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    Home > Biochemistry News > Biotechnology News > Graph showing how antibodies attack mutant spike proteins

    Graph showing how antibodies attack mutant spike proteins

    • Last Update: 2021-07-30
    • Source: Internet
    • Author: User
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    As the SARS-CoV-2 virus that causes COVID-19 continues to evolve, immunologists and infectious disease experts are eager to know whether the new variant is resistant to the human antibodies that recognized the original version of the virus
    .
    COVID-19 vaccines developed based on the chemistry and genetic code of this initial virus may provide less protection if the antibodies they help people produce cannot resist new virus strains

    .
    Now, researchers and collaborators from Brigham and Women's Hospital have created a "map" that records how 152 different antibodies attack a major part of the new coronavirus mechanism-the spike protein.
    Protein has been evolving since 2020

    .
    Their research, published in the journal Cell, emphasized antibodies that can neutralize new strains, while identifying areas of the spike protein that are more resistant to attack

    .

    Corresponding author Duane Wesemann, MD, an associate professor in the Department of Allergy and Clinical Immunology and Genetics at Brigham University and an associate professor at Harvard Medical School, said: “Emerging data shows that vaccines can still be effective against new vaccines.
    The SARS-CoV-2 mutation provides some protection.
    Our research shows how this works from the perspective of antibodies

    .
    These data can help us think about how the best booster vaccine might be by studying how human antibodies recognize spike proteins What

    .
    "

    The researchers tested the antibody-producing memory B cells of 19 patients infected with SARS-CoV-2 in March 2020 before the emergence of the new mutation
    .
    They studied how these antibodies and other antibodies that the researchers have identified bind to the spike protein models of the SARS-CoV-2 variants B.
    1.
    1.
    7 (Alpha), B.
    1.
    351 (Beta) and P.
    1 (Gamma) , These variants were first discovered in the United Kingdom, South Africa and Brazil

    .
    The analysis of the currently popular delta variant is in progress

    .

    Overall, the authors confirmed that the hundreds of antibodies they studied primarily bind to seven major "footprints" on the spike protein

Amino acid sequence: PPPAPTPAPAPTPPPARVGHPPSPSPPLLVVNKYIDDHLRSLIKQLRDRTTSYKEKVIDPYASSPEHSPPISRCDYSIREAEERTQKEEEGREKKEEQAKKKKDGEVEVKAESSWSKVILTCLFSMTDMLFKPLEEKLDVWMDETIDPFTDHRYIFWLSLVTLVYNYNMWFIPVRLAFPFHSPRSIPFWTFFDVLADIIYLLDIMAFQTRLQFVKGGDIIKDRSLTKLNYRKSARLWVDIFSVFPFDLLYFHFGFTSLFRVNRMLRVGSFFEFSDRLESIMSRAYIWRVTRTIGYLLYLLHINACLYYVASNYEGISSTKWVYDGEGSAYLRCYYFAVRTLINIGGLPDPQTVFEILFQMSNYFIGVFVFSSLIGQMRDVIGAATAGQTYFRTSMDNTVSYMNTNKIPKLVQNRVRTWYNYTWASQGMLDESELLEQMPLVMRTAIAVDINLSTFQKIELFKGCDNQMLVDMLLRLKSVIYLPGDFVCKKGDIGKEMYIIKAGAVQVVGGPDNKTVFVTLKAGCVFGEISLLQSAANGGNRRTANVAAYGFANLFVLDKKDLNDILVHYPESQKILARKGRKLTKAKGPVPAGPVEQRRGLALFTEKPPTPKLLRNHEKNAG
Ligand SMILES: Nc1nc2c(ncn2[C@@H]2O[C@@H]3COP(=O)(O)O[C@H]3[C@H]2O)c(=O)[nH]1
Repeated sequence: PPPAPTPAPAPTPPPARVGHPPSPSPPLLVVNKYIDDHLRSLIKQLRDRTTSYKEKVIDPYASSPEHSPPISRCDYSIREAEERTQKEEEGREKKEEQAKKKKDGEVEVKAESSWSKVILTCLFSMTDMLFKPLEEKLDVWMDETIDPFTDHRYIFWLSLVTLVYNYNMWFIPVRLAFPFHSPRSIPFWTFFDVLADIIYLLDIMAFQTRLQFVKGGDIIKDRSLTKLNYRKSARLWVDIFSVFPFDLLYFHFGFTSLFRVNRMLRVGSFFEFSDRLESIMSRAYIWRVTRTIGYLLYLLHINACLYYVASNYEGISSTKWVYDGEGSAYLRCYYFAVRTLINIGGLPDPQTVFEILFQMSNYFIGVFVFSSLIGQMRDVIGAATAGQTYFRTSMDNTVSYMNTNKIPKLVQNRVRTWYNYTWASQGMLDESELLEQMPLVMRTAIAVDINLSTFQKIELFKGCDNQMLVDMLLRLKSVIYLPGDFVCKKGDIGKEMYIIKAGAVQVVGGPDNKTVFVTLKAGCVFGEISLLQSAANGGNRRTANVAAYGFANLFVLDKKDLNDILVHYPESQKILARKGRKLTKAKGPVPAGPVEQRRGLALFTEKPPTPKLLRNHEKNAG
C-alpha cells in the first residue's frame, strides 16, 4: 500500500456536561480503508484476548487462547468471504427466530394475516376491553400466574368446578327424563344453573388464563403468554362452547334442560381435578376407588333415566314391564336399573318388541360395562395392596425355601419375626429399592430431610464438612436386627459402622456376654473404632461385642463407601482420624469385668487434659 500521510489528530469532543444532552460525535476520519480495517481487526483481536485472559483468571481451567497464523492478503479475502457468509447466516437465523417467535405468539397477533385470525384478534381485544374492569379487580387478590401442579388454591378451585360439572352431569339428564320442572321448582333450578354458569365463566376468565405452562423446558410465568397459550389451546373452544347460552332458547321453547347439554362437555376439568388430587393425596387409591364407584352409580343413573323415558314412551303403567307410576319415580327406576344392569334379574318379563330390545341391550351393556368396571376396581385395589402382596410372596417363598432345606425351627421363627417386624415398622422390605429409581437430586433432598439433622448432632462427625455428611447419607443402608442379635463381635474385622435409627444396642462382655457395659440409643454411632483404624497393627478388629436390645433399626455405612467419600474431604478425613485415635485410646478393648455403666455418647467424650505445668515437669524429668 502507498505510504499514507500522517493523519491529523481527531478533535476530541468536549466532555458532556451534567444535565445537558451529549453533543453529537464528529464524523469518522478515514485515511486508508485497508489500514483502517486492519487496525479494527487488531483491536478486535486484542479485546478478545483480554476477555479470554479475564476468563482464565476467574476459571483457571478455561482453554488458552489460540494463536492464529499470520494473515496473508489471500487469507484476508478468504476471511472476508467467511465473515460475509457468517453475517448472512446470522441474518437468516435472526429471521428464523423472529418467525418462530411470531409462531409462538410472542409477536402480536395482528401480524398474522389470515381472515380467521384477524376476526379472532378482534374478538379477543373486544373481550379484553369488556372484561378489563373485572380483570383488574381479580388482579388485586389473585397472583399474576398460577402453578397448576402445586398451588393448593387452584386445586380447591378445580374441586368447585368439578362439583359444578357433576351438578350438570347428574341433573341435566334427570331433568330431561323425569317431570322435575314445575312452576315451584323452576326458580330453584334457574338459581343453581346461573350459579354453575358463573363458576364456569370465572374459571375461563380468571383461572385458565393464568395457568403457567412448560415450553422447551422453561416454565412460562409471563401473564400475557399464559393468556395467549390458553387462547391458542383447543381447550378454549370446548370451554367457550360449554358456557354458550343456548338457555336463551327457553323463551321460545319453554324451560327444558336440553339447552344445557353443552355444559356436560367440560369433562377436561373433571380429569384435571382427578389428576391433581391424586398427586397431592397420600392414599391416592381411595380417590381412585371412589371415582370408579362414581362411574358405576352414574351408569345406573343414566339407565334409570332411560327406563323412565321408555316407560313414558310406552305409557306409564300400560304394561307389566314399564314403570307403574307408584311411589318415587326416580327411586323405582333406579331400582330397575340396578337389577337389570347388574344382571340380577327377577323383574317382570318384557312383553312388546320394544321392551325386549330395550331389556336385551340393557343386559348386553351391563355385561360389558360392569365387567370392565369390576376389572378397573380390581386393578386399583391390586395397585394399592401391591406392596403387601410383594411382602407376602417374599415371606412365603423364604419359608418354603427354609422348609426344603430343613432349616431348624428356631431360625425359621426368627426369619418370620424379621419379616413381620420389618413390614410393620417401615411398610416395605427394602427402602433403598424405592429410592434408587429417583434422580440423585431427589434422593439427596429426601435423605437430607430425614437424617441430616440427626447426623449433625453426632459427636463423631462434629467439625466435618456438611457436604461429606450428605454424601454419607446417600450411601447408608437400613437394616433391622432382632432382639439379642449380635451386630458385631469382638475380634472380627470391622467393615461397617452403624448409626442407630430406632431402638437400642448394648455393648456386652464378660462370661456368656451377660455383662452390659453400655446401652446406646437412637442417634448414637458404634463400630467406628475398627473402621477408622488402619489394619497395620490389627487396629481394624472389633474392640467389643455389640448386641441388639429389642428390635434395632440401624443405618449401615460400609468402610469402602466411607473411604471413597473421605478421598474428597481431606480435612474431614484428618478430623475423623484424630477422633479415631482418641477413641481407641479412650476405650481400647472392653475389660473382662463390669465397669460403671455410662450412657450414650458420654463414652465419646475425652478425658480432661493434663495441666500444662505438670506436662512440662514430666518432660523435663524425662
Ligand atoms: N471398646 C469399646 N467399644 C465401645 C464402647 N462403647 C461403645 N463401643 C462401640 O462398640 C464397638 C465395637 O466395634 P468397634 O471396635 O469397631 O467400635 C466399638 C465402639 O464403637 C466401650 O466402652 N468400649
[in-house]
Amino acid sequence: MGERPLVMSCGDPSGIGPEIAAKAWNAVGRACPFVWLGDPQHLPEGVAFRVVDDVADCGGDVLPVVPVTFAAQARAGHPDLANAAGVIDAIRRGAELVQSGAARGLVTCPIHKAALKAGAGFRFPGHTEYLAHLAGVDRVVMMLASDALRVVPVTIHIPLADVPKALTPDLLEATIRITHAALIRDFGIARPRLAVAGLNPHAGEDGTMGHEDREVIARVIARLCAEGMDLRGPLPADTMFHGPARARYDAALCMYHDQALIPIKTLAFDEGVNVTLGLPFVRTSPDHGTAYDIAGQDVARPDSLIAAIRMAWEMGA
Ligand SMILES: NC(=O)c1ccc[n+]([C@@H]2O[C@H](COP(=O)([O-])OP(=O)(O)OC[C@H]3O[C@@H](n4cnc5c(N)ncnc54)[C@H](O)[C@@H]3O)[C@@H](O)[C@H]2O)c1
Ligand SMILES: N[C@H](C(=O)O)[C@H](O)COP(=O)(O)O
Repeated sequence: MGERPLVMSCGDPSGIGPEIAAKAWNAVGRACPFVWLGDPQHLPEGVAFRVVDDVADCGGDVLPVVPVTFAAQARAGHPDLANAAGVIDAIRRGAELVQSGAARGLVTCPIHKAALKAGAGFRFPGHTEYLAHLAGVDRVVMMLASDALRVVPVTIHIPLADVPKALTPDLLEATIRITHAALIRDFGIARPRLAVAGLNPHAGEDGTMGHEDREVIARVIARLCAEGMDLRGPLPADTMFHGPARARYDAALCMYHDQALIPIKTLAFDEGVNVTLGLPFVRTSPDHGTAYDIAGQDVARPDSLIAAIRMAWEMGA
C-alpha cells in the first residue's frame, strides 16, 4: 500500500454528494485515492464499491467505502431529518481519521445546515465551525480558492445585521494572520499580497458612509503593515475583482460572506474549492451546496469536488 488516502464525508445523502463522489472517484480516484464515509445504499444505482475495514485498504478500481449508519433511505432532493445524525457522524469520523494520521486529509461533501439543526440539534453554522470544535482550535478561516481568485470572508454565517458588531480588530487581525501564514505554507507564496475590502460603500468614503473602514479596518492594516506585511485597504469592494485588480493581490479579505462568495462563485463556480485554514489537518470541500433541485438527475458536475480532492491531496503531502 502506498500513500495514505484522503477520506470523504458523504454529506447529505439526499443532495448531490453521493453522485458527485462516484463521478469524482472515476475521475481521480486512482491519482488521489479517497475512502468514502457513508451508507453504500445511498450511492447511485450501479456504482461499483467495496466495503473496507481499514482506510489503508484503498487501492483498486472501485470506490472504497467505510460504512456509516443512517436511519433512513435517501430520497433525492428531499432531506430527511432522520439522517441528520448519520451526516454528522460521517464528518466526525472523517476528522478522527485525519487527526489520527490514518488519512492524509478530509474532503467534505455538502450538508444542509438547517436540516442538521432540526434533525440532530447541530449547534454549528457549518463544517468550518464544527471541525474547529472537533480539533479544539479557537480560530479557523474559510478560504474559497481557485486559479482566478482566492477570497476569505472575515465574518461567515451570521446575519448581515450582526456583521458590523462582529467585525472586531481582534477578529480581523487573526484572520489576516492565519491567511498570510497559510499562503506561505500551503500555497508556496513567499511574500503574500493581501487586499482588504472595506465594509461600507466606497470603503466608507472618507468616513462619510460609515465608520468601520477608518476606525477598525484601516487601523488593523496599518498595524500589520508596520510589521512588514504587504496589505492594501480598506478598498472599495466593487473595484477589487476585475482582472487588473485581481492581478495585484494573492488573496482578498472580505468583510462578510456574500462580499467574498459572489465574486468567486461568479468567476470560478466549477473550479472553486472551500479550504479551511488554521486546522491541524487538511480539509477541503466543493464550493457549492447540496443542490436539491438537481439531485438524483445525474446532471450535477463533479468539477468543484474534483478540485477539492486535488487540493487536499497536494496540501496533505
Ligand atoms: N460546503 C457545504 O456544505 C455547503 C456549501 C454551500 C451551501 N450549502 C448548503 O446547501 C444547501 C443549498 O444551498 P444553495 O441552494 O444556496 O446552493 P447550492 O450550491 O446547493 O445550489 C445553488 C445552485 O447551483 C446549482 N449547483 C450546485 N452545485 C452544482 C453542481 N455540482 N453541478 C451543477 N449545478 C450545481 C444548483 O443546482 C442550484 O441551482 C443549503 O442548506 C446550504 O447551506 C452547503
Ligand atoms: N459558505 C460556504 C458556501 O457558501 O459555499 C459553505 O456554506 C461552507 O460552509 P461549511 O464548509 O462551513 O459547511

.
    Although many antibodies "compete" to bind to the same region of the earlier version of the SARS-CoV-2 spike protein, when newer strains are involved, some antibodies lose their effectiveness, while others become neutralizing a broad response Agent

    .

    In particular, antibodies that bind to the two spike protein regions, called RBD-2 and NTD-1, are the most effective neutralizers in the original form of spike proteins
    .
    Facts have proved that the B.
    1.
    351 thorn mutant has the greatest ability to evade the existing antibody library, and can evade many RBD-2- and NTD-1 binding antibodies

    .
    Some antibodies bind to another region called S2-1, which can recognize spike proteins from more distantly related viruses (such as Middle East Respiratory Syndrome, SARS, and common cold coronavirus)

    .

    Wesemann said: "Making different antibodies to compete for a region of the virus can make the immune system more flexible
    .
    Otherwise, redundant recognition of antibodies against the same footprint of the same virus version provides the depth of recognition of the same footprint of the variant.
    Some antibodies Maintain high school and potency for all variants

    .
    Now that we can identify antibodies that respond more broadly to all variants, we can consider how to stimulate them more strongly in vaccines

    .
    "

    # # #

    Original search: Tong P et al.
    "Memory B Cell Repertoire for Recognition of Evolving SARS-CoV-2 Spike" Cell DOI: 10.
    1016/j.
    cell.
    2021.
    07.
    025

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